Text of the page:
To measure out my gussets (because the ones on the original pattern are pretty tiny and were not going to make it across my girth), I cut the slits for the gussets and then held the corset up against myself and measured across the gaps created at slit. Check out my super-scientific method for patterning gussets:

I literally drew a slice of pie with a measuring tape
across the top indicating how wide the gusset should be.
Fast-forward to the completed mock-up! I don't have any in-progress pictures because, well, there wasn't much to progress. I folded under the CB edges to create boning channels, and I hastily stitched a strip of fabric down the CF to hold my busk. Then I mentally patted myself on the back for actually including boning channels (because I HATE making boning channels on mock-ups, it always seems so pointless. It is, in reality, the opposite of pointless, but when I always end up chucking the mock-up, it seems excessive.) Finally, I pinned and stitched all six of the gussets. Voila, mock-up finished.

I had no lacing tape, so I used eyelet lace from my stash.
Time for the first try-on! The eyelet lace works in a pinch, but I will probably have to get lacing strips to get a more even back closure on future corset mock-ups. For this project, it worked, and I know what I need to do to modify the pattern before cutting final fabric.

UBER-curvy! Did not expect that. 

So... it was a bit curvalicious on me. That was unexpected, considering all the mashing and squashing my other stays have been doing. I kind of like it!

Things that are Right about this so far: 

  • it is curvy - my body is curvy, so that is kind of great. I am not large, but I am short-waisted and have wide hips, which I would prefer to embrace rather than straight-jacket.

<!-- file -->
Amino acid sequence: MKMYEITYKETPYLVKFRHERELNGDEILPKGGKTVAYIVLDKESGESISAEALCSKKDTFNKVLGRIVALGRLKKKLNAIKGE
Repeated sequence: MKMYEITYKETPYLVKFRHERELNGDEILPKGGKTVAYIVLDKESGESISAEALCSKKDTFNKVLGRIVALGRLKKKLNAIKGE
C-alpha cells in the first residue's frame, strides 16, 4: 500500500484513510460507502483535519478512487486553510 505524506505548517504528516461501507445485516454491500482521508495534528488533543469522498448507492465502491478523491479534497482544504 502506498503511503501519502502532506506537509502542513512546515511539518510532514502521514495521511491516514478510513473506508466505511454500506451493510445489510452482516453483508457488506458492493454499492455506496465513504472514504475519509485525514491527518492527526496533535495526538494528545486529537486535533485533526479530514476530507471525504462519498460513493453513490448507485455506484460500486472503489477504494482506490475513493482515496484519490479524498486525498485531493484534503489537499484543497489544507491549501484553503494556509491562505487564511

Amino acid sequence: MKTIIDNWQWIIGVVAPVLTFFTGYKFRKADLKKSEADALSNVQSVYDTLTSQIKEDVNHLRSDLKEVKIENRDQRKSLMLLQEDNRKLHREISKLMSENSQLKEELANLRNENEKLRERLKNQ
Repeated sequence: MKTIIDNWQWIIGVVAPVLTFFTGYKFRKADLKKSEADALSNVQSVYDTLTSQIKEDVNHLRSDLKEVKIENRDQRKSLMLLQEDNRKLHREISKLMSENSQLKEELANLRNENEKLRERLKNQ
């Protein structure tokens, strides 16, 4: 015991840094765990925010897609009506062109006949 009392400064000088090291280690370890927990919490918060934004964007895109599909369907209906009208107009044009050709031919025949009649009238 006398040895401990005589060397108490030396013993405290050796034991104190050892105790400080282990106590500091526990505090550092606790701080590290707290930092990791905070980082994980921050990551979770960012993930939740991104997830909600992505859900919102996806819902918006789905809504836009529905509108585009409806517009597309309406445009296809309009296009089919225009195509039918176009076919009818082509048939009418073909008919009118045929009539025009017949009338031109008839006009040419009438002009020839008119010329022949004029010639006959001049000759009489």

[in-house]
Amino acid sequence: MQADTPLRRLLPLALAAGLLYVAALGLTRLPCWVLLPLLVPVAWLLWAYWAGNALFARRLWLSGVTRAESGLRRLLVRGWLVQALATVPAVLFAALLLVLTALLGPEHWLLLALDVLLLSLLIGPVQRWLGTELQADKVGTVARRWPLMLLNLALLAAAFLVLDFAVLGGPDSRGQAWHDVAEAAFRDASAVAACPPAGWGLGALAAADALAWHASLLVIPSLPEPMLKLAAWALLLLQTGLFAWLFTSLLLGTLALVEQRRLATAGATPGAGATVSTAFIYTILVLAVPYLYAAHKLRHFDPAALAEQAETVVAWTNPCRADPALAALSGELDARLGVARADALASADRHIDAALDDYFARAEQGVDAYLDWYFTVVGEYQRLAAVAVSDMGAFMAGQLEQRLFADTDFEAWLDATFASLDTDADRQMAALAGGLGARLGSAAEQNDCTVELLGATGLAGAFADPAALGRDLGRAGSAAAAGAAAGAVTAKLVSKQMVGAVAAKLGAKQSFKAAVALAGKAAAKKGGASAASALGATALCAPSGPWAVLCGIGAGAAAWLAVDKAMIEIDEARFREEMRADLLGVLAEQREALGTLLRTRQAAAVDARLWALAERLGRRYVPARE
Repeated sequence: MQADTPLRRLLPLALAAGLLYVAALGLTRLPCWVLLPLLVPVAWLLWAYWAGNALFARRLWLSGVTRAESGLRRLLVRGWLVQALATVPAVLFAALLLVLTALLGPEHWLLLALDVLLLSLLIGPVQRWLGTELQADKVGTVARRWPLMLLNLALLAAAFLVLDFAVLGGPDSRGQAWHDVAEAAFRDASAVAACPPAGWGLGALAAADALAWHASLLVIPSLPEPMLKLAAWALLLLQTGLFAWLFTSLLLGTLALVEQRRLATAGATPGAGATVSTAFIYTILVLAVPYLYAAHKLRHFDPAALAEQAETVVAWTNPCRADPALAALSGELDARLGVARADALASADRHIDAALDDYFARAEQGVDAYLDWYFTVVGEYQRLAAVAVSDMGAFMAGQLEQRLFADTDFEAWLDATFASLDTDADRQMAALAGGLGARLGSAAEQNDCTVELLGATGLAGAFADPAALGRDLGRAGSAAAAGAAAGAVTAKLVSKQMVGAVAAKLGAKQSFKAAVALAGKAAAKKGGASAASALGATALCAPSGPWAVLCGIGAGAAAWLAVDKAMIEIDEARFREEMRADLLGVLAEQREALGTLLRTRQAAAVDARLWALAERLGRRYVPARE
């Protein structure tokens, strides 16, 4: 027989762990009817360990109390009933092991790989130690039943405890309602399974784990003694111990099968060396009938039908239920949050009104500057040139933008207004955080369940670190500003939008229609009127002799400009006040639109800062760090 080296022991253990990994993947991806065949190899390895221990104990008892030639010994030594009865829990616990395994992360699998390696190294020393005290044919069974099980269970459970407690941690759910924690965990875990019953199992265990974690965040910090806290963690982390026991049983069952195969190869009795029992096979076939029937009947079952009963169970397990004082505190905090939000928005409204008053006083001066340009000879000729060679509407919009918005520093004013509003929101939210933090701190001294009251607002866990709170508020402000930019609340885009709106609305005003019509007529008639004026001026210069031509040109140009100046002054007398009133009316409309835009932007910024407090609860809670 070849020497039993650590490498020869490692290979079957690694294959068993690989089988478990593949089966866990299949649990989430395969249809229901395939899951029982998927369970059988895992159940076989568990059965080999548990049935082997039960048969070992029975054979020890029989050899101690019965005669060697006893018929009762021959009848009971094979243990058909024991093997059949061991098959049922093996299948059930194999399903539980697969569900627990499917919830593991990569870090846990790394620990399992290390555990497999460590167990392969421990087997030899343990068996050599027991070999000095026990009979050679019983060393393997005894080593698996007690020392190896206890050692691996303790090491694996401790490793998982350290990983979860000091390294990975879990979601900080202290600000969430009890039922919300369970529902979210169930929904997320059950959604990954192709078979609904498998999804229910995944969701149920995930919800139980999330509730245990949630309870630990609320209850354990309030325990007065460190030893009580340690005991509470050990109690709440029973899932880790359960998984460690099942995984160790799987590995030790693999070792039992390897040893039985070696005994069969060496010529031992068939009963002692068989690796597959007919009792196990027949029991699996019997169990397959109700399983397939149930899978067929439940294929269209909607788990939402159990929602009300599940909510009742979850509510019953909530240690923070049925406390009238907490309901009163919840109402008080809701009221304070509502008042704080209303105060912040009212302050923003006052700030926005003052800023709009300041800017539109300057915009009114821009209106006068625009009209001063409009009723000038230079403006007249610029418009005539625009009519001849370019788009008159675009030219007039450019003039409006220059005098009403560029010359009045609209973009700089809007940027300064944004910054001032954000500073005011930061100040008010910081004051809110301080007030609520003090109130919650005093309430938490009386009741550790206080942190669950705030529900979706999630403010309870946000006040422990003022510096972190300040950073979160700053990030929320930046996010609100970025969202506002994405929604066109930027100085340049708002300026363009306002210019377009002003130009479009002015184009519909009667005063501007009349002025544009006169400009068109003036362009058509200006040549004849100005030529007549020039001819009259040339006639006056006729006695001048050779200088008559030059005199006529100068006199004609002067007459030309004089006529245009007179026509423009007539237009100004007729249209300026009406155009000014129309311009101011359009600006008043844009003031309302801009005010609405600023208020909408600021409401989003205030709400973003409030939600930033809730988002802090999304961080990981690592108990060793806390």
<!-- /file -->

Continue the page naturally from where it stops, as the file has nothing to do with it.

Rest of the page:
• it is short - refer to afore-mentioned short waist. No more boning digging into my thighs when I sit! 
  • my breasts are shoved up and out - the ideal silhouette. I didn't think that one gusset would cut it (I am a 34D), but it sure does work out! The singular gusset actually helps with the sideways persuasion of the breasts. I might raise the gussets by 1/2" to get a smidgen more lift - should I? Or are they high enough? 
  • I love where the straps are located - they are far out on each side in the front, which is excellent for those wide Regency necklines, and they meet at a perfect place on the back (I like how the straps join the back at an angle, rather than attaching to the horizontal top edge.)

Things that are Wrong about this mock-up:
  • the bust gussets are a smidgen too wide at the top - I think I will round out the edges of the gussets a little bit, so they are not a perfect triangle, and thereby draw in the top corners a bit.
  • I need to re-shape the bottom edge, for sure - that widest gusset curves too low. 
  • both hip gussets are a bit too wide - I think I need to take 1/2"from the little one, and 1" from the big one. 
  • I may need to remove a smidge off the upper back opening - I usually have problems with lacing gaps at the top, where they close up too much. That will throw off the straight-grain, though, hopefully that is not a big problem... 

My bustline seems a bit low in this image... have
to decide whether to raise the gussets!

Too much fabric going on down there. 

The hip gussets come up a little high on my back
but there are worse evils. I think I will leave them.

I think I am ready to move on to fabric! I am in love with this pattern.


  1. I'm so happy you love the pattern :)
    Isn't it amazing how it feels and how lovely it embraces the body? It looks gorgeous on you and it's such fun to finally see somebody assemble it and share the experience!
    As the whole pieces are cute on the bias, you'll see that the fabric will still give a bit of way while wearing (and this is truly comfy to wear the whole day!), so it's not a bad idea too assemble the gussets a bit smaller - on the first fitting it might feel a bit to too tight, but it molds around the body pretty quickly!